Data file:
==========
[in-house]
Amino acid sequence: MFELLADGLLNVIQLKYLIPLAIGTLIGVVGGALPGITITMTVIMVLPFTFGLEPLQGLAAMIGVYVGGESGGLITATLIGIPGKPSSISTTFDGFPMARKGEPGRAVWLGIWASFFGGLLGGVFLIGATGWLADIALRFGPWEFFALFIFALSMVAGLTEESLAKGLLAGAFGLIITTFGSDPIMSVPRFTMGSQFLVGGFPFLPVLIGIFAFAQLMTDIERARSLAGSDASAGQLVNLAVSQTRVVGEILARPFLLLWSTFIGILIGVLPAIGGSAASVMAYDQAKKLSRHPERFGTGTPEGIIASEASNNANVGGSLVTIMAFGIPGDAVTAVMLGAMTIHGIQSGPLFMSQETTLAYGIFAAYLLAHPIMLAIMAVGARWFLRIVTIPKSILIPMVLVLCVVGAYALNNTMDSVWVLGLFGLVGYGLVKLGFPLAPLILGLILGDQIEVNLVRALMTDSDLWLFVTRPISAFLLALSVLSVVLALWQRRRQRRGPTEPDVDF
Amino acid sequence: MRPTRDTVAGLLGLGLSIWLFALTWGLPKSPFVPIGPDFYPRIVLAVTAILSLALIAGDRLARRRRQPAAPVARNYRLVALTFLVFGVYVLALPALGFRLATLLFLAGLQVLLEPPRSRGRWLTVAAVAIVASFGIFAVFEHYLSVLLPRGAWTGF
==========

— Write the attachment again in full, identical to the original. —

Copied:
[in-house]
Amino acid sequence: MFELLADGLLNVIQLKYLIPLAIGTLIGVVGGALPGITITMTVIMVLPFTFGLEPLQGLAAMIGVYVGGESGGLITATLIGIPGKPSSISTTFDGFPMARKGEPGRAVWLGIWASFFGGLLGGVFLIGATGWLADIALRFGPWEFFALFIFALSMVAGLTEESLAKGLLAGAFGLIITTFGSDPIMSVPRFTMGSQFLVGGFPFLPVLIGIFAFAQLMTDIERARSLAGSDASAGQLVNLAVSQTRVVGEILARPFLLLWSTFIGILIGVLPAIGGSAASVMAYDQAKKLSRHPERFGTGTPEGIIASEASNNANVGGSLVTIMAFGIPGDAVTAVMLGAMTIHGIQSGPLFMSQETTLAYGIFAAYLLAHPIMLAIMAVGARWFLRIVTIPKSILIPMVLVLCVVGAYALNNTMDSVWVLGLFGLVGYGLVKLGFPLAPLILGLILGDQIEVNLVRALMTDSDLWLFVTRPISAFLLALSVLSVVLALWQRRRQRRGPTEPDVDF
Amino acid sequence: MRPTRDTVAGLLGLGLSIWLFALTWGLPKSPFVPIGPDFYPRIVLAVTAILSLALIAGDRLARRRRQPAAPVARNYRLVALTFLVFGVYVLALPALGFRLATLLFLAGLQVLLEPPRSRGRWLTVAAVAIVASFGIFAVFEHYLSVLLPRGAWTGF